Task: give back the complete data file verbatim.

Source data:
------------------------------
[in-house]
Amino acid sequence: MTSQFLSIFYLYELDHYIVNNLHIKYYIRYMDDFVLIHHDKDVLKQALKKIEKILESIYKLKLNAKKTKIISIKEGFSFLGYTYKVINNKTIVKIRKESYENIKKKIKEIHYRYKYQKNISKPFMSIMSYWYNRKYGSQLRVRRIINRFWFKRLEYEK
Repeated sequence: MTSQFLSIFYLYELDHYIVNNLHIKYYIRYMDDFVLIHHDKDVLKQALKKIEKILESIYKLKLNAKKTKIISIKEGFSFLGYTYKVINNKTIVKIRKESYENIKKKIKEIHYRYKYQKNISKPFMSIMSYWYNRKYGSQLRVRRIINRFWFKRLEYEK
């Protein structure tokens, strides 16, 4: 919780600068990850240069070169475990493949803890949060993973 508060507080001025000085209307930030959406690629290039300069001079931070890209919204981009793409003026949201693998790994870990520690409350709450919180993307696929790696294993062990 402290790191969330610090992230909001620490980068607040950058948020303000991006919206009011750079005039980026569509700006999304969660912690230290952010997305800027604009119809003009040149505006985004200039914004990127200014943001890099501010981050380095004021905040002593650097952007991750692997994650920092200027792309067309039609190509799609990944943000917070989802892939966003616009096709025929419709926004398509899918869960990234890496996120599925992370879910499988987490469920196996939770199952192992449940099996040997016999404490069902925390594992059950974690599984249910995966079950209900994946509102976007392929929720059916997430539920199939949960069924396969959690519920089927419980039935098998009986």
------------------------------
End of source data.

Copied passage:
[in-house]
Amino acid sequence: MTSQFLSIFYLYELDHYIVNNLHIKYYIRYMDDFVLIHHDKDVLKQALKKIEKILESIYKLKLNAKKTKIISIKEGFSFLGYTYKVINNKTIVKIRKESYENIKKKIKEIHYRYKYQKNISKPFMSIMSYWYNRKYGSQLRVRRIINRFWFKRLEYEK
Repeated sequence: MTSQFLSIFYLYELDHYIVNNLHIKYYIRYMDDFVLIHHDKDVLKQALKKIEKILESIYKLKLNAKKTKIISIKEGFSFLGYTYKVINNKTIVKIRKESYENIKKKIKEIHYRYKYQKNISKPFMSIMSYWYNRKYGSQLRVRRIINRFWFKRLEYEK
């Protein structure tokens, strides 16, 4: 919780600068990850240069070169475990493949803890949060993973 508060507080001025000085209307930030959406690629290039300069001079931070890209919204981009793409003026949201693998790994870990520690409350709450919180993307696929790696294993062990 402290790191969330610090992230909001620490980068607040950058948020303000991006919206009011750079005039980026569509700006999304969660912690230290952010997305800027604009119809003009040149505006985004200039914004990127200014943001890099501010981050380095004021905040002593650097952007991750692997994650920092200027792309067309039609190509799609990944943000917070989802892939966003616009096709025929419709926004398509899918869960990234890496996120599925992370879910499988987490469920196996939770199952192992449940099996040997016999404490069902925390594992059950974690599984249910995966079950209900994946509102976007392929929720059916997430539920199939949960069924396969959690519920089927419980039935098998009986």